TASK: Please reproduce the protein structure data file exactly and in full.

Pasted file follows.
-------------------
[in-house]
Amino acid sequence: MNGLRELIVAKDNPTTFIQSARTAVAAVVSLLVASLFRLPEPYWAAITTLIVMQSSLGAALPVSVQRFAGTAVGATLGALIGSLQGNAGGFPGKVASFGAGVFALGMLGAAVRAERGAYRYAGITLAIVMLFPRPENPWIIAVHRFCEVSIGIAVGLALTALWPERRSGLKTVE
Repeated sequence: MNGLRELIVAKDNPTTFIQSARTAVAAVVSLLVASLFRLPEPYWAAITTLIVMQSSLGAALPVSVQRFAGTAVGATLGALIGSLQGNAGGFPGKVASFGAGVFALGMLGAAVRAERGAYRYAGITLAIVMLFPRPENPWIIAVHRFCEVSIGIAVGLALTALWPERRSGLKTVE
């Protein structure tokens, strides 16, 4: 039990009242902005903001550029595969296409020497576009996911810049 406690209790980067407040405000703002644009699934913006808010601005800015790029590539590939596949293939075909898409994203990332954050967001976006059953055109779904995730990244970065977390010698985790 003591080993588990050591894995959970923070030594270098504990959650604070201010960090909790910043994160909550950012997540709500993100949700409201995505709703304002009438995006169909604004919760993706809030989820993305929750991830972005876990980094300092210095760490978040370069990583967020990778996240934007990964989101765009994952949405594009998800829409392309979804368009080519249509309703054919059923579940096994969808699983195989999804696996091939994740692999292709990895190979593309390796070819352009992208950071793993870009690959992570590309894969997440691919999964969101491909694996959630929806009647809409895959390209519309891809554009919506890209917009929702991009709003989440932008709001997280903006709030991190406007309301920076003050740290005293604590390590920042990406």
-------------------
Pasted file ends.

[in-house]
Amino acid sequence: MNGLRELIVAKDNPTTFIQSARTAVAAVVSLLVASLFRLPEPYWAAITTLIVMQSSLGAALPVSVQRFAGTAVGATLGALIGSLQGNAGGFPGKVASFGAGVFALGMLGAAVRAERGAYRYAGITLAIVMLFPRPENPWIIAVHRFCEVSIGIAVGLALTALWPERRSGLKTVE
Repeated sequence: MNGLRELIVAKDNPTTFIQSARTAVAAVVSLLVASLFRLPEPYWAAITTLIVMQSSLGAALPVSVQRFAGTAVGATLGALIGSLQGNAGGFPGKVASFGAGVFALGMLGAAVRAERGAYRYAGITLAIVMLFPRPENPWIIAVHRFCEVSIGIAVGLALTALWPERRSGLKTVE
């Protein structure tokens, strides 16, 4: 039990009242902005903001550029595969296409020497576009996911810049 406690209790980067407040405000703002644009699934913006808010601005800015790029590539590939596949293939075909898409994203990332954050967001976006059953055109779904995730990244970065977390010698985790 003591080993588990050591894995959970923070030594270098504990959650604070201010960090909790910043994160909550950012997540709500993100949700409201995505709703304002009438995006169909604004919760993706809030989820993305929750991830972005876990980094300092210095760490978040370069990583967020990778996240934007990964989101765009994952949405594009998800829409392309979804368009080519249509309703054919059923579940096994969808699983195989999804696996091939994740692999292709990895190979593309390796070819352009992208950071793993870009690959992570590309894969997440691919999964969101491909694996959630929806009647809409895959390209519309891809554009919506890209917009929702991009709003989440932008709001997280903006709030991190406007309301920076003050740290005293604590390590920042990406």